The route of the New Canal

++I have given up the idea of imposing the contour lines on the map in favour of a Memory Map showing the contours in 3D.

Old version

The Company hoped to cut their canal parallel to the New Road (now called Marylebone Road ) but Regent's Park was in the way. The lease of Regent's Park Farm was to come to an end in 1811. It was Crown Land and John Nash had been commissioned to build a long processional road from the Houses of Parliament along Regent's Street and Portland Place to a fine new estate of stucco houses in Regent's Park. This was to be the fashionable centre of London and Nash did not want a lot of dirty coal barges soiling his newly painted stucco.

In the end he allowed the canal to run in a deep cutting around the edge of Regent's Park, where it would be hidden. At the same time the canal cutting act as a guarding moat which to keep the rabble out. To do this the Canal Company had to move its route further up Edgware Road, cut a tunnel under Maida Hill and a deep cutting by the Zoo and build numerous bridges to span the valley. It all cost a lot of money and at a very difficult time for raising money. 

In 1811 the Regent's Canal Company could begin work on their canal. At first it was level digging and Little Venice was formed when the new canal branch towards Camden Town was cut and ran for a short distance to Edgware Road. There a tunnel was cut under the road but it was too small for a towing path. The horses had to be detached and the boats were driven through by men who laid on their backs and ‘legged' the boats through by walking along the roof of the tunnel.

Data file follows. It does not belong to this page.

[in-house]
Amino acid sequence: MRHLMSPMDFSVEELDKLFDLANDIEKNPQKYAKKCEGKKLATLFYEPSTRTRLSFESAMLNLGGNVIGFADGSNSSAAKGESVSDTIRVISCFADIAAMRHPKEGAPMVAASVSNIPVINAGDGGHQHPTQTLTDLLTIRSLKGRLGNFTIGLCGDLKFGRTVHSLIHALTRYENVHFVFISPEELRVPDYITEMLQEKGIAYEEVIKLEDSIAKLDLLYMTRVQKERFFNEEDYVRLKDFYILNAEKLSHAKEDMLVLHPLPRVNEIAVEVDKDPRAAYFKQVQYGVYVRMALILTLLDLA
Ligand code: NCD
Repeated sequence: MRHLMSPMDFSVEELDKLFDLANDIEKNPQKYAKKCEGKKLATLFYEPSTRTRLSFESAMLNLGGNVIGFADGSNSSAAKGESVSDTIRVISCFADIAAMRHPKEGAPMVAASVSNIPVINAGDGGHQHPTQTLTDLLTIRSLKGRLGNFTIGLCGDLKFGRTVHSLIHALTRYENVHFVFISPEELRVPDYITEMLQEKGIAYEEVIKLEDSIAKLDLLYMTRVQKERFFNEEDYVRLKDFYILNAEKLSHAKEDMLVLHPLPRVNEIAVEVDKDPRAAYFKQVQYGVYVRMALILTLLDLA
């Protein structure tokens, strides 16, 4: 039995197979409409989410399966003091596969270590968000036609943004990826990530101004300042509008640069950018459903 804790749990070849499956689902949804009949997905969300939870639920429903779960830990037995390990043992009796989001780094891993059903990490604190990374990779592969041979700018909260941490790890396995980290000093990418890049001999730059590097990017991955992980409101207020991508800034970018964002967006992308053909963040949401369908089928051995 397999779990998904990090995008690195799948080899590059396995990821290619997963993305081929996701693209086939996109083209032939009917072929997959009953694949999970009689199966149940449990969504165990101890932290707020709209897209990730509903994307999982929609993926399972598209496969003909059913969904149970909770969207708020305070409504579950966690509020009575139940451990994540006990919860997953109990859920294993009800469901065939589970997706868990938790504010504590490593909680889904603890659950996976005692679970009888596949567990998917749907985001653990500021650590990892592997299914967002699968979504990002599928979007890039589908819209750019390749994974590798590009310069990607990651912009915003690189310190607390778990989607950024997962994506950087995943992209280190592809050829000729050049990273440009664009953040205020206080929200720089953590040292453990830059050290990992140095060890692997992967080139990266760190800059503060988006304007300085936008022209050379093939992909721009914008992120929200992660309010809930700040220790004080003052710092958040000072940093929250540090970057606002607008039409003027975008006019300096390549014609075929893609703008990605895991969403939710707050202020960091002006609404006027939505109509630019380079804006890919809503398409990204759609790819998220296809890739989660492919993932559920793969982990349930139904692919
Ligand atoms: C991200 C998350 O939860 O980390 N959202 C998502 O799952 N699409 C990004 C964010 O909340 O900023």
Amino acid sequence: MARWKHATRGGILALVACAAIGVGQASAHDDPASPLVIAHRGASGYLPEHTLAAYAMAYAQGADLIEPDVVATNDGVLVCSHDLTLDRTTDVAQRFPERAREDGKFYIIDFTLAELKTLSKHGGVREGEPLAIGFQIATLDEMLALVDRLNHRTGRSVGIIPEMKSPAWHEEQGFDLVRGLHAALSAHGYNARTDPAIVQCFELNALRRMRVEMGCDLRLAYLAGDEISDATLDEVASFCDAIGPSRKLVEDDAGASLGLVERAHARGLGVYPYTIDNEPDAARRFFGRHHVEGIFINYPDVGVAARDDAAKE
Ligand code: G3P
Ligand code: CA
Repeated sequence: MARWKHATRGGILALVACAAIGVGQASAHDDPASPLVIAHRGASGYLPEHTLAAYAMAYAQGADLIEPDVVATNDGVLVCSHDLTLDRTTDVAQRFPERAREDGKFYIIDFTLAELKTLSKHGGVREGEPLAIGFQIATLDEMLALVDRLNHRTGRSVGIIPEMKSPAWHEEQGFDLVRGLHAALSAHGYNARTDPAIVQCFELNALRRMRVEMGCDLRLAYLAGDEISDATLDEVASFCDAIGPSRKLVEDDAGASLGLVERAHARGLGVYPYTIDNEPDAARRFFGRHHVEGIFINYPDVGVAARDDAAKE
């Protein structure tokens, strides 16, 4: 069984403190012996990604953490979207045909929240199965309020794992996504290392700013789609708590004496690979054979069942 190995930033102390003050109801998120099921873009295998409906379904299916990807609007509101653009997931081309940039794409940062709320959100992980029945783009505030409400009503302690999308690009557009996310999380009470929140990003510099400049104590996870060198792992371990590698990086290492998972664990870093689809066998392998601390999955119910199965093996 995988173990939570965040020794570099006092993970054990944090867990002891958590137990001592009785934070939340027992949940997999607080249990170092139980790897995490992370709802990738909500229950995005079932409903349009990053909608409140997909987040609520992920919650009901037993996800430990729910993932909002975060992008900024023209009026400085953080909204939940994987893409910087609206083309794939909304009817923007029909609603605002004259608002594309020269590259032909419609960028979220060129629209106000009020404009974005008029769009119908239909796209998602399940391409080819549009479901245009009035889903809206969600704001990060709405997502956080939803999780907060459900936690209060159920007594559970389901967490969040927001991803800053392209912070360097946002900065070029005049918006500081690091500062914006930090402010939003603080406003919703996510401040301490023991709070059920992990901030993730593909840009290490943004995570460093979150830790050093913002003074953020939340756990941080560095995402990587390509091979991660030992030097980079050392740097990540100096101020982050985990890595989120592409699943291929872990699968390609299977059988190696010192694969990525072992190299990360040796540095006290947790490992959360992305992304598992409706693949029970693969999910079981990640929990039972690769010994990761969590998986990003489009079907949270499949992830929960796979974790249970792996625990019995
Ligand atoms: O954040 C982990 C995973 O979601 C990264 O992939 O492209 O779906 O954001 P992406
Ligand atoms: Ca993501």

The first stage of the Regent’s Canal was from Paddington to Camden Town. At Camden Town there is a sharp drop in the land levels so locks would be necessary, but as far as there it was level ground. The Company hoped to cut their canal along level ground parallel to the New Road (now called Marylebone Road) and then to veer across to Camden Town, still on level ground. Unfortunately Marylebone Farm was in the way. This was to become a complete barrier.

In 1811, when the Maida Farm lease had fallen in and negotiations were completed, the Regent’s Canal Company could begin work on the canal. At first it was level digging from the Junction Canal. Little Venice was formed when the new canal branch towards Camden Town was cut and ran for a short distance to Edgware Road.

Maida Hill Tunnel, 250 metres (270 yards) long

Western Tunnel Mouth looking east. There isn't a tow path inside
the tunnel so the narrow boats had to be "legged" through.

Click on this link to open a new window/tab showing the tunnel mouth on Google Maps


Bartlett and Britton, 1834 Whole Map Full Size Full Size Map in New Window
Ordinace Survey , 1864 Whole Map Full Size Full Size Map in New Window

This map showing the path of the Regent’s Canal fourteen years after the canal had been completed. Little Venice had been formed but there were no houses near it.

The 1848 Lucas map showing Little Venice and
the first houses built on the high ground above the basin.

By 1848 houses had been built on the high ground overlooking Little Venice where they would have unrestricted views. There were houses too along Blomfield Road and the area become very fashionable.